The original entrance off nb 9th could be an exit after future renovations.
The original basement entrance could just as easily be the exit.
On the opposite side of the building we have the original exit onto sb 10th. Again, this could easily be the entrance if 10th was two-way.

Since built, exiting traffic has come out southbound just before Chestnut. Switching the exit from 10th to 9th wouldn’t change this potential conflict point.

The building has lost value and changed hands numerous times, eventually someone is going to renovate it. 

The 1.4 million-square-foot, 44-story office building on Chestnut Street is the largest office building by square-footage in the region, and the 1986 structure built for a single tenant has posed a vexing challenge amid a downtown market already struggling with the highest office vacancy rate in the metro area. 

AT&T vacated its lease in September 2017 and about 2,000 of the company’s employees relocated nearby in buildings at 801 Chestnut and 1010 Pine streets. (Post-Dispatch, May 2019)

For comparison here are some other large vacant buildings downtown

Since 909 Chestnut was built as a headquarters it was connected to buildings to the east & west. Another block west was a large company parking garage. The garage under 909 Chestnut is small, was built for service vehicles and company executives. A MetroLink light rail station is only a block away, but parking obsessed assumes everyone has a car.

The building footprint is too small to ramp up to use some upper floors for parking. A car elevator or automated system are the only options to get cars up higher, but they’re very costly.

Eventually someone will figure it out. When they do 9th & 10th should be two-way traffic.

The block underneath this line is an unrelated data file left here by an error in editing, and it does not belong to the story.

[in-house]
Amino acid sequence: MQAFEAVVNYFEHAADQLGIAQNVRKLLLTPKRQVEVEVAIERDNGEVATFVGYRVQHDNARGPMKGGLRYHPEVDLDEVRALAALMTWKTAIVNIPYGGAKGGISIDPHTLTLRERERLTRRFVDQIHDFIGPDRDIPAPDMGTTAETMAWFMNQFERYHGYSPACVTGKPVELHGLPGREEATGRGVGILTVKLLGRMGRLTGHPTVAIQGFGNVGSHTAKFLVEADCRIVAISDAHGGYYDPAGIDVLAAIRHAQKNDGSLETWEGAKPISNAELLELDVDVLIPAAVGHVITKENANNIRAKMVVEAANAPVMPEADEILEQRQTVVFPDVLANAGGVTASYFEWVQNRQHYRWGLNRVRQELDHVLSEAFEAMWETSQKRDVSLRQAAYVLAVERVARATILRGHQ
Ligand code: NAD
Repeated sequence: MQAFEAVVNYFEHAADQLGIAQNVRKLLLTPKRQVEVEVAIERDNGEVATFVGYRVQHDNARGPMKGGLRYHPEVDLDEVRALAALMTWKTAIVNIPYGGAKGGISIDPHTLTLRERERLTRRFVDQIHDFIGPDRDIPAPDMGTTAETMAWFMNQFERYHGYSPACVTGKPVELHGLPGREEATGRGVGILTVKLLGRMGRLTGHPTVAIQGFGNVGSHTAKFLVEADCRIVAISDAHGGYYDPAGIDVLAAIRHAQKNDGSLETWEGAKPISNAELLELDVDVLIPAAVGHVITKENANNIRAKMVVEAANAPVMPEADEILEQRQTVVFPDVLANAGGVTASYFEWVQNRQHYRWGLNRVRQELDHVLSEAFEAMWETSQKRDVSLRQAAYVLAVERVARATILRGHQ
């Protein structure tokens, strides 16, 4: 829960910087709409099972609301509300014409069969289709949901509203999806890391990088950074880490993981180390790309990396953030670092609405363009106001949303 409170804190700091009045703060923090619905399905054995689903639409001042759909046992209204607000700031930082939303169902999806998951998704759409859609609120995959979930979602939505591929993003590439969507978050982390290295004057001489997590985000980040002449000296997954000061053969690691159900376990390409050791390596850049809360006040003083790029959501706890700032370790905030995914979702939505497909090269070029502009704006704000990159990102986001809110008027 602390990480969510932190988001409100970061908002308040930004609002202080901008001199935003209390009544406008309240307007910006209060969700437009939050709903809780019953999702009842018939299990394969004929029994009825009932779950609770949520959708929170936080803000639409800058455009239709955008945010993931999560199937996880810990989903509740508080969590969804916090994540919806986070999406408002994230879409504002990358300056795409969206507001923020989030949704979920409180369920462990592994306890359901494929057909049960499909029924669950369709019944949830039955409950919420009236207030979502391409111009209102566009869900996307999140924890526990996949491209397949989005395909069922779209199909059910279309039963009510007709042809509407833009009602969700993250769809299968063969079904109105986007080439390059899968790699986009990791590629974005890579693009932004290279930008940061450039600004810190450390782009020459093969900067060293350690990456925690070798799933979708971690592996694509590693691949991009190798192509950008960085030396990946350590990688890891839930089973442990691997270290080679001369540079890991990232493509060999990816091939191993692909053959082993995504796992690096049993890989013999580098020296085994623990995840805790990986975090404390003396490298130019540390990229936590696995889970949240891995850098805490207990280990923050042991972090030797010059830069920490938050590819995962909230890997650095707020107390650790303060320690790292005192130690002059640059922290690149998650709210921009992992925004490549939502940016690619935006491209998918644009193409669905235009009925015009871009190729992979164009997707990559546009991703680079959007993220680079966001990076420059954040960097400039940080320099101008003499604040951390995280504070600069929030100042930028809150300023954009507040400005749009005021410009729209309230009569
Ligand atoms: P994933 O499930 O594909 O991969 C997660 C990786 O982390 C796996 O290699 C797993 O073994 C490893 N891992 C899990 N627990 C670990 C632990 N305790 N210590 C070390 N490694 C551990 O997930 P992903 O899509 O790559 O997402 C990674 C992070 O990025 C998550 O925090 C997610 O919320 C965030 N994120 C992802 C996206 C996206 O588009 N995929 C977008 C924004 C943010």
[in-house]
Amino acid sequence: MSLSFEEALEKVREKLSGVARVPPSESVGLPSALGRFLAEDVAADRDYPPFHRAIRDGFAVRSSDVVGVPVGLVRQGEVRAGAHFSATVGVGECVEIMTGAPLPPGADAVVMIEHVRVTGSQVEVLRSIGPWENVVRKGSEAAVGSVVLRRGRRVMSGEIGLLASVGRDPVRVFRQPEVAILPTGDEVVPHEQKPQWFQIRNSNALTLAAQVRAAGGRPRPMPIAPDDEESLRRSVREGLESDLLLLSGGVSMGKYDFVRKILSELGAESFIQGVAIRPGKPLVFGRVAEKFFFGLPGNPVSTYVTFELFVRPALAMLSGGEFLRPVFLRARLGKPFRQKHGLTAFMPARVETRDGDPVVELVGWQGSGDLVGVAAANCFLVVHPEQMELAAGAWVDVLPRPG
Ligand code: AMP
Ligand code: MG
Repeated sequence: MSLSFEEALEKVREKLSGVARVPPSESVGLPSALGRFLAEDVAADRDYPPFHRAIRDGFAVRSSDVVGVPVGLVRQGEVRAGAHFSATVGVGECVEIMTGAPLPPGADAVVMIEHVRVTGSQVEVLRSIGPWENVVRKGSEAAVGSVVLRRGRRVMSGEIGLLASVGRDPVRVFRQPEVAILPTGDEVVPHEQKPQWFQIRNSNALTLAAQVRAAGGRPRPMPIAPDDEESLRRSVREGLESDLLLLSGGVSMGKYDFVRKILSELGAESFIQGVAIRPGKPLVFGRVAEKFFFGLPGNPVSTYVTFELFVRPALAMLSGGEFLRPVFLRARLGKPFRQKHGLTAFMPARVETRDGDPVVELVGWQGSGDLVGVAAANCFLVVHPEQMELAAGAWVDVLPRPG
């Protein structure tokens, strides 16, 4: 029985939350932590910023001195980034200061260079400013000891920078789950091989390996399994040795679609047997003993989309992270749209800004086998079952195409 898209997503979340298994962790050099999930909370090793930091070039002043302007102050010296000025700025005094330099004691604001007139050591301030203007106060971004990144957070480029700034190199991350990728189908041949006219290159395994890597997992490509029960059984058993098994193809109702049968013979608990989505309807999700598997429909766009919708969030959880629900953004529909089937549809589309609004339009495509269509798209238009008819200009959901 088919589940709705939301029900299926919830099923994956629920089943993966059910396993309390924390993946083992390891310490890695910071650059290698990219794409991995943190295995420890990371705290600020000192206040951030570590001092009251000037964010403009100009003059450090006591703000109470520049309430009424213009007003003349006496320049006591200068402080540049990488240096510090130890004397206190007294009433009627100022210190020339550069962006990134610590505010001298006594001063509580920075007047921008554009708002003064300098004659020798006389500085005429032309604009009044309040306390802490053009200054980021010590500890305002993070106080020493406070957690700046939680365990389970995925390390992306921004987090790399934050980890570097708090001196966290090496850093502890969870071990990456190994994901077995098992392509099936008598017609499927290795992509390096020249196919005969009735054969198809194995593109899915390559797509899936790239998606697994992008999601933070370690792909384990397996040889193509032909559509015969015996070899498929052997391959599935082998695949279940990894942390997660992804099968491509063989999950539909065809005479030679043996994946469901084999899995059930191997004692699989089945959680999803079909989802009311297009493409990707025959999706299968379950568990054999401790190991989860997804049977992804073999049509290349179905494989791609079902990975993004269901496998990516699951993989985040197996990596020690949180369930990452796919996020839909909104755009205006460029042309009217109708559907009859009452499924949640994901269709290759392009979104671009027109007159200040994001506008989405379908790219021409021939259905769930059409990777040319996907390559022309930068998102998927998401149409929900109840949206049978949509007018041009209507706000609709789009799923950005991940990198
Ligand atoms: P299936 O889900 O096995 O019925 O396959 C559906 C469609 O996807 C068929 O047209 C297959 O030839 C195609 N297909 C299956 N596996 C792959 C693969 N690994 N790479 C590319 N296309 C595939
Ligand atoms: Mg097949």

— Steve Patterson

 

Hodiamont Streetcar Ended Service 55 Years Ago, Right-of-Way To Become Trail

May 21, 2021 Featured, Public Transit Comments Off on Hodiamont Streetcar Ended Service 55 Years Ago, Right-of-Way To Become Trail

Fifty-five years ago today the last streetcar ended service. That line was the Hodiamont. West of Vandeventer Ave. it ran on a private right-of-way, not mixed with vehicles on the street.

Looking East on the last eastern section of the Hodiamont Right-of-Way, 2012

For a time after the last streetcar Metro (then known as Bi-State Development Agency) ran a bus down the private strip.  The bus was a huge improvement over old fashioned streetcars — faster, quieter, flexible, etc.

Not sure when buses stopped using the Hodiamont right-of-way. Currently Great Rivers Greenway is working on making it a trail.

The Hodiamont Tracks were once the route of a streetcar line and in later years a bus route.  While the bus route is no longer active, the 3.5 mile corridor has the potential to become a greenway that would link the St. Vincent and the future Brickline Greenways. (GRG)

In the ideal world a new streetcar/light rail line would occupy this corridor as it snakes through neighborhoods.

I’d love to go back in time to ride the streetcars and see the neighborhoods at their peak. Of course, I’d also have to see the segregation of housing and transportation.

— Steve Patterson